Skjott-Larsen, Tage, and Bagchi, Prabir. (2002) Challenges of Integration in Supply Chain Networks: An European Case Study. ACES Working Paper 2002.1, August 2002. [Working Paper]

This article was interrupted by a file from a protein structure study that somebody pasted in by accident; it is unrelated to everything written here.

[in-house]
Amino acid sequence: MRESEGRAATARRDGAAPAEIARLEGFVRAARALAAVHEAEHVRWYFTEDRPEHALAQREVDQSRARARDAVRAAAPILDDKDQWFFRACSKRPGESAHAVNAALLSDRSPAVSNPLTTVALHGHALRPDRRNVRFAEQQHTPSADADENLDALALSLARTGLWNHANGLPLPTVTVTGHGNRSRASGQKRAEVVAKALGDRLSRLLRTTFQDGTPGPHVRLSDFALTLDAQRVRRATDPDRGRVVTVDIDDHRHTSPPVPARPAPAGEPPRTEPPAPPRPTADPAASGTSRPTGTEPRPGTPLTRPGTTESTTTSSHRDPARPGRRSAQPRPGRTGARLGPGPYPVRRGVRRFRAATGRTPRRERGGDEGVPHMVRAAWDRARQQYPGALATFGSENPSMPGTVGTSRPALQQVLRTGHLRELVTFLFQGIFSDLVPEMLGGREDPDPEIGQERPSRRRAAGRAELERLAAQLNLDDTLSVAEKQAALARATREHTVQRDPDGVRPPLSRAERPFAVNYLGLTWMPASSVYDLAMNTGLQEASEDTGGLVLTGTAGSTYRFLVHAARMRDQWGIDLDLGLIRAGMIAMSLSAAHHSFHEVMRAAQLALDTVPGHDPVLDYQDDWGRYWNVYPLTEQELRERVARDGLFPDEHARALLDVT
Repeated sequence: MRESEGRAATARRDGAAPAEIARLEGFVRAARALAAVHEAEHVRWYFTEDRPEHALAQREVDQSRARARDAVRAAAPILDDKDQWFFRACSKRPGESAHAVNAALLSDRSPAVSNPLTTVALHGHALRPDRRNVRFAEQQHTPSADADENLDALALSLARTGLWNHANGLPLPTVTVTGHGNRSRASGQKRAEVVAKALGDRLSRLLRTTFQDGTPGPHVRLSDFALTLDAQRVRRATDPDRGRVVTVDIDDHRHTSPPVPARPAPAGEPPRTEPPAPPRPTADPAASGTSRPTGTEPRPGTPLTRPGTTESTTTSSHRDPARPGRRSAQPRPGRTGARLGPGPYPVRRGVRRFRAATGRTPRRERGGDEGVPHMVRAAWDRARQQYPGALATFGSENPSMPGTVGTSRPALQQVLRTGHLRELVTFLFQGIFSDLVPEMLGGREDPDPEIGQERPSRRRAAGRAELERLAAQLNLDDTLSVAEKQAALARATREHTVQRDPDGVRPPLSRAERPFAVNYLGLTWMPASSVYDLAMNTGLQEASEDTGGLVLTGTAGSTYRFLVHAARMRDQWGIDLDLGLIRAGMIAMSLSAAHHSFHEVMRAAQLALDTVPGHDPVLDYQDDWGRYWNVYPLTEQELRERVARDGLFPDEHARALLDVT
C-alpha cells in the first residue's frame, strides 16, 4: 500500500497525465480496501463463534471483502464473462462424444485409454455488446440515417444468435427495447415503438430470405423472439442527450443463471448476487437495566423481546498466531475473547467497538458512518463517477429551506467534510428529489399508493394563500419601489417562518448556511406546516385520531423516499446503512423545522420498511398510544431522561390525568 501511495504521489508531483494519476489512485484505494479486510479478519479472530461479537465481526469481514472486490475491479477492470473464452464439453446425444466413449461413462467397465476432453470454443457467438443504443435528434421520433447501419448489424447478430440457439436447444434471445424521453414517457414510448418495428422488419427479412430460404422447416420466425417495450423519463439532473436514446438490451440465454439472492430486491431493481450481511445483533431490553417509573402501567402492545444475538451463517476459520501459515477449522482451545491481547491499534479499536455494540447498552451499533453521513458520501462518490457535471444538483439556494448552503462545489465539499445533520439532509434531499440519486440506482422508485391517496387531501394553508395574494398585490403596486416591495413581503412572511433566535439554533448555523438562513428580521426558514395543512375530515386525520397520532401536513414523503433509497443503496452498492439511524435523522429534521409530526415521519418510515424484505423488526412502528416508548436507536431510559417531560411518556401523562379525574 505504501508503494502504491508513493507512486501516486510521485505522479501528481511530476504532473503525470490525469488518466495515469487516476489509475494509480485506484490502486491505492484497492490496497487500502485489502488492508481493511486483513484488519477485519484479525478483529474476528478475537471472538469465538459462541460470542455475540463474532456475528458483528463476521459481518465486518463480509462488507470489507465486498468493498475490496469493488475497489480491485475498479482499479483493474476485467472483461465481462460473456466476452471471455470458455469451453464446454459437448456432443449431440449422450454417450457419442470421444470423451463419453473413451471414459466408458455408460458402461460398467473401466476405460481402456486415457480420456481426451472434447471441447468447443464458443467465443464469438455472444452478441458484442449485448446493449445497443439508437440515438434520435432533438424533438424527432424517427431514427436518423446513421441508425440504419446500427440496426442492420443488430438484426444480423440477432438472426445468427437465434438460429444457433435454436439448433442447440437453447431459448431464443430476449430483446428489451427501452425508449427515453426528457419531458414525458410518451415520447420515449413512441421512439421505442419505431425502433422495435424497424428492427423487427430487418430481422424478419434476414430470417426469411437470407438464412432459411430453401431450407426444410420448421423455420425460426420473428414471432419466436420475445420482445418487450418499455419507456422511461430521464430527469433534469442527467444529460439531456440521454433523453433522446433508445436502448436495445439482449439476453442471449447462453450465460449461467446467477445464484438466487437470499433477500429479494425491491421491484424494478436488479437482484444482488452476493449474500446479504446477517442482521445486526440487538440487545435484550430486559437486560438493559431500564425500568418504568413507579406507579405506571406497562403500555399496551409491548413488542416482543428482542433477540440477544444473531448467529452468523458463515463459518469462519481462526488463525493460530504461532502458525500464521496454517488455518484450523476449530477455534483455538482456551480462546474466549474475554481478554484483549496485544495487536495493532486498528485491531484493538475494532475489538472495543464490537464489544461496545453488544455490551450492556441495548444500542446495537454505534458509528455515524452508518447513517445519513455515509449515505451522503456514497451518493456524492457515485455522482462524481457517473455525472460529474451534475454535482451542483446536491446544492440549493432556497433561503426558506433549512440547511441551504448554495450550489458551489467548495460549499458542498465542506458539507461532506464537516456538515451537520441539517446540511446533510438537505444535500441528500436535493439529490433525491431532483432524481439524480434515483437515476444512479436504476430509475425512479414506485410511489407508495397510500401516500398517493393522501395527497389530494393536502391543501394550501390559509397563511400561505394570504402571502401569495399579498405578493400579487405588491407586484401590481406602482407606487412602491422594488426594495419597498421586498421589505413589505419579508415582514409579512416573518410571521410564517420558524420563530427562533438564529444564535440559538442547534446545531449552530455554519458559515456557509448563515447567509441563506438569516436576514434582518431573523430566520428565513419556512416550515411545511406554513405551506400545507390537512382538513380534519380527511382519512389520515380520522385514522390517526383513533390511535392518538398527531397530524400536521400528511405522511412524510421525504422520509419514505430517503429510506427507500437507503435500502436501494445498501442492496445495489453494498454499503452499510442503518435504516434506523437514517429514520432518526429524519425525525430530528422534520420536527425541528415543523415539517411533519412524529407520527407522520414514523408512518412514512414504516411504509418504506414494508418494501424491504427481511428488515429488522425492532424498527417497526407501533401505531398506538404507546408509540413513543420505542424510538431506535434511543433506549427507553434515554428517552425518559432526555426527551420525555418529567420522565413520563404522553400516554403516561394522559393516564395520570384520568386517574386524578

Ever since the Council of Logistics Management (CLM) adopted the definition of logistics in 1984, the integration of somewhat disparate activities of transportation, procurement, inventory control, distribution management, and customer service has been a major thrust in many firms. Realizing the synergies that exists in these functions, many companies have extended the concept further upstream and downstream to include entities outside the company to include vendors and their vendors and customers and their customers. Supply chain management, as the concept is now called, consists of the entire set of processes, procedure, the supporting institutions, and business practices that link buyers and sellers in a marketplace for effectively managing the flow of materials from suppliers to final customers. Many companies have successfully implemented supply chain concepts with spectacular results. Efficient supply chains have enabled these firms to compete better. What were the reasons for their successes? What were the challenges these firms faced in their journeys to achieve integration in their networks? How were they able to overcome these obstacles and challenges? In this paper, we examine these challenges faced by companies in integrating their supply chain networks using case studies.
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